A recent survey shows that the families of Cambridge Public School students speak more than 60 different languages at home. Cambridge Street is a particularly good example of the City’s diverse history, with long-standing Portuguese and Italian communities centered in Inman Square, and Yiddish, Indian, Middle Eastern and Brazilian restaurants lining the route toward Lechmere Square. It is fitting that a celebration of multiple heritages coming together is located on Cambridge Street. Flocks celebrates the City’s diverse communities and their historic and contemporary migrations.
About the Artist:
Born in Cali, Colombia, Carolina Aragón has lived and worked in Cambridge, Mass., and currently teaches architecture in Boston. Her work focuses on interior/exterior installations and paintings that explore environmental phenomena through a thorough investigation of materiality and a strong sense of craft. Carolina obtained a Bachelor of Architecture degree from Savannah College of Art and Design, and a Master in Landscape Architecture from the Harvard Design School. She migrated to the United States in 1995 and has a strong attachment to Cambridge – a place where she feels the most at home, surrounded by fellow immigrants from all over the world.
In addition to environmental phenomena, Carolina’s recent work has focused on immigration. Her pieces speak of the immigrant experience as one that begins with rupture – the breaking up from one’s original landscape and the process of re-creating a life in a new land. It is in this same spirit that Carolina continues to explore human migration as a source of inspiration for her artwork.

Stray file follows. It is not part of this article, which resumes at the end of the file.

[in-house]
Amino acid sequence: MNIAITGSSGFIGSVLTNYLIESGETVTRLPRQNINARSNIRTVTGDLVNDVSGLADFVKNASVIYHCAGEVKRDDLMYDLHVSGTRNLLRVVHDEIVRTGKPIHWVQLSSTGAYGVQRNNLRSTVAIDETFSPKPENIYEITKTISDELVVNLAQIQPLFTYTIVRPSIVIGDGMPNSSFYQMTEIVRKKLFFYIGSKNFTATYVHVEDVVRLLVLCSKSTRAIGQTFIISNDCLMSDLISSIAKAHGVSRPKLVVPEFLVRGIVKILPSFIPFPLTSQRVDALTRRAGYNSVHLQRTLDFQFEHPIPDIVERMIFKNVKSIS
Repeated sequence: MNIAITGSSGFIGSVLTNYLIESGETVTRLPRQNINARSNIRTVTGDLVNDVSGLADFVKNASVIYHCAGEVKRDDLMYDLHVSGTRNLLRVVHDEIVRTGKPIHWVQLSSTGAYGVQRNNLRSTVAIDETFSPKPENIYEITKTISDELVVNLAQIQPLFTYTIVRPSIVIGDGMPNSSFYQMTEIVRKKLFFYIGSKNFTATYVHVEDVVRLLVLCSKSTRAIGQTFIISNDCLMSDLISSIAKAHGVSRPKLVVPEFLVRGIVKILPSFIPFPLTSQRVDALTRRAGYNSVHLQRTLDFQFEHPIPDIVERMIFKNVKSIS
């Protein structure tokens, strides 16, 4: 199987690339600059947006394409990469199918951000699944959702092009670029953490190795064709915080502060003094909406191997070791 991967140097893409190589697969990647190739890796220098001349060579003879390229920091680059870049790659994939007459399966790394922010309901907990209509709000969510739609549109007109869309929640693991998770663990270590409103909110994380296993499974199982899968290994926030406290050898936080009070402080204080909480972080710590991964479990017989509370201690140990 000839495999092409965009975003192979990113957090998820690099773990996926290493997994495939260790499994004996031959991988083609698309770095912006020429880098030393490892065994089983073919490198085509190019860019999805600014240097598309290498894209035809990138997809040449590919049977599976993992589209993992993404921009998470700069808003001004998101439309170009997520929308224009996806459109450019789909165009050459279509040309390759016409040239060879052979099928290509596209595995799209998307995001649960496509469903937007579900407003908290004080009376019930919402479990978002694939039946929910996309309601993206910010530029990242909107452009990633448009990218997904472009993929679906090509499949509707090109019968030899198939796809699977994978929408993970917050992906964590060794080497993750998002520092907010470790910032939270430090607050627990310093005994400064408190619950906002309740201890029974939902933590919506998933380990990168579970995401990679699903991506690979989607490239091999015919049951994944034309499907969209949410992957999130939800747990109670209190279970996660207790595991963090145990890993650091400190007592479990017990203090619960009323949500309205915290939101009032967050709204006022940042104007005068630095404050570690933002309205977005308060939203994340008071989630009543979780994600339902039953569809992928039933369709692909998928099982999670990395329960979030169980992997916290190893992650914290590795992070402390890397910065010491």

Cambridge Arts Council – Nurturing the Arts in Cambridge
The Cambridge Arts Council exists to ensure that the arts remain vital for people living, working and visiting Cambridge. www.cambridgeartscouncil.org or 617-349-4380.
Cambridge Arts Council Public Art Program
In accordance with Cambridge’s Public Art Program, one percent of construction costs for capital improvements is designated to support the inclusion of integrated, site-responsive public art. Since 1979, over 180 artworks have been commissioned into the Cambridge Public Art Collection for the enjoyment of all who live, work and visit the city.
The Cambridge Arts Council is supported in part by the City of Cambridge, the Massachusetts Cultural Council, a state agency, New England Foundation for the Arts, National Endowment for the Arts, and many individual and corporate donors.
CAC Gallery is located in the Cambridge City Hall Annex at 344 Broadway, at the corner of Broadway and Inman Street. Metered parking is available on Inman Street and Broadway.
CAC Gallery hours:
M, W: 8:30 a.m. – 8:00 p.m.; T, TH: 8:30 a.m. – 5:00 p.m.; F: 8:30 a.m. – Noon
Directions via MBTA: Take the MBTA Red Line to Central Square. At street level proceed west on Massachusetts Avenue (towards Harvard Square) to Inman Street. Turn right and proceed north for four blocks to Broadway. Turn left and walk one block to Inman Street.
CAC does not discriminate on the basis of disability. CAC will provide auxiliary aids and service, written materials in alternate formats, and reasonable modifications in policies and procedures to persons with disabilities upon request.